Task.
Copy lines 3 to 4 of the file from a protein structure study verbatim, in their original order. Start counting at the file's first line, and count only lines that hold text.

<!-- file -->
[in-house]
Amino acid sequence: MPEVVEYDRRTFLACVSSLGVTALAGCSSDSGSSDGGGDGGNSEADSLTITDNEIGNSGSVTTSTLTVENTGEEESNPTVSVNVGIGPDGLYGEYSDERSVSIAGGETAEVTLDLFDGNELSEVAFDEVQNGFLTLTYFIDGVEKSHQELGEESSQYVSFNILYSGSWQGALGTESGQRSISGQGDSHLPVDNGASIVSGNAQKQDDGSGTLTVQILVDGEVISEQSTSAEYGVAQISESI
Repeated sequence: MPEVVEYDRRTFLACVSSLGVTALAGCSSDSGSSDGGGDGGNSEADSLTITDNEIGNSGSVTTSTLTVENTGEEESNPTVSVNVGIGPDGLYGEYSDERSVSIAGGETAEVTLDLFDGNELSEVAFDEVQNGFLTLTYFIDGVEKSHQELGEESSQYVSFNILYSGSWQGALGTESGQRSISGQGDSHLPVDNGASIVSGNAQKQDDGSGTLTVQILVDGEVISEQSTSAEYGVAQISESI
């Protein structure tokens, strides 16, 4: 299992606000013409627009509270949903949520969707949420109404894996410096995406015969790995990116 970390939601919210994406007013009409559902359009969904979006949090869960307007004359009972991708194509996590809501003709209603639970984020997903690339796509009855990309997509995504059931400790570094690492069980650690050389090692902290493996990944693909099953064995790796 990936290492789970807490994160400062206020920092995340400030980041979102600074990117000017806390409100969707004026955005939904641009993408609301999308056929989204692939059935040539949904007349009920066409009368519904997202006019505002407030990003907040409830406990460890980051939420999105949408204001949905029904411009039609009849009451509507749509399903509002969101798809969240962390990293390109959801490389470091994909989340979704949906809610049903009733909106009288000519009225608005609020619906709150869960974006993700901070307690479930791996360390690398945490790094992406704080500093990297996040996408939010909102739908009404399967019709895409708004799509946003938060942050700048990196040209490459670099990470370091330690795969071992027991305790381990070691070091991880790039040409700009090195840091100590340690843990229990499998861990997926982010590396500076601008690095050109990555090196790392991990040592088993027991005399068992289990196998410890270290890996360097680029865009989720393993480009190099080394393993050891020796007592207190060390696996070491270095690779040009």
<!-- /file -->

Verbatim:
Repeated sequence: MPEVVEYDRRTFLACVSSLGVTALAGCSSDSGSSDGGGDGGNSEADSLTITDNEIGNSGSVTTSTLTVENTGEEESNPTVSVNVGIGPDGLYGEYSDERSVSIAGGETAEVTLDLFDGNELSEVAFDEVQNGFLTLTYFIDGVEKSHQELGEESSQYVSFNILYSGSWQGALGTESGQRSISGQGDSHLPVDNGASIVSGNAQKQDDGSGTLTVQILVDGEVISEQSTSAEYGVAQISESI
């Protein structure tokens, strides 16, 4: 299992606000013409627009509270949903949520969707949420109404894996410096995406015969790995990116 970390939601919210994406007013009409559902359009969904979006949090869960307007004359009972991708194509996590809501003709209603639970984020997903690339796509009855990309997509995504059931400790570094690492069980650690050389090692902290493996990944693909099953064995790796 990936290492789970807490994160400062206020920092995340400030980041979102600074990117000017806390409100969707004026955005939904641009993408609301999308056929989204692939059935040539949904007349009920066409009368519904997202006019505002407030990003907040409830406990460890980051939420999105949408204001949905029904411009039609009849009451509507749509399903509002969101798809969240962390990293390109959801490389470091994909989340979704949906809610049903009733909106009288000519009225608005609020619906709150869960974006993700901070307690479930791996360390690398945490790094992406704080500093990297996040996408939010909102739908009404399967019709895409708004799509946003938060942050700048990196040209490459670099990470370091330690795969071992027991305790381990070691070091991880790039040409700009090195840091100590340690843990229990499998861990997926982010590396500076601008690095050109990555090196790392991990040592088993027991005399068992289990196998410890270290890996360097680029865009989720393993480009190099080394393993050891020796007592207190060390696996070491270095690779040009």